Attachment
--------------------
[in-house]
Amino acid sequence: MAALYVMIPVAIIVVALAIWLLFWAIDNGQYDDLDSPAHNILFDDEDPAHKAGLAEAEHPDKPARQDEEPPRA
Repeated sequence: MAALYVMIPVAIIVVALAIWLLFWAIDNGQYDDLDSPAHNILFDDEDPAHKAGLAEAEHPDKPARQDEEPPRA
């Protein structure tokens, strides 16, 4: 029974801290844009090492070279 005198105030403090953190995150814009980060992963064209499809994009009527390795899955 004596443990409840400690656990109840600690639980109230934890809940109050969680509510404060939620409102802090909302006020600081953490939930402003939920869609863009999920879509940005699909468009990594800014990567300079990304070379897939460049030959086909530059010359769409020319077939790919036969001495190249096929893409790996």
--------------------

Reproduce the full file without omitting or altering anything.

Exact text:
[in-house]
Amino acid sequence: MAALYVMIPVAIIVVALAIWLLFWAIDNGQYDDLDSPAHNILFDDEDPAHKAGLAEAEHPDKPARQDEEPPRA
Repeated sequence: MAALYVMIPVAIIVVALAIWLLFWAIDNGQYDDLDSPAHNILFDDEDPAHKAGLAEAEHPDKPARQDEEPPRA
């Protein structure tokens, strides 16, 4: 029974801290844009090492070279 005198105030403090953190995150814009980060992963064209499809994009009527390795899955 004596443990409840400690656990109840600690639980109230934890809940109050969680509510404060939620409102802090909302006020600081953490939930402003939920869609863009999920879509940005699909468009990594800014990567300079990304070379897939460049030959086909530059010359769409020319077939790919036969001495190249096929893409790996």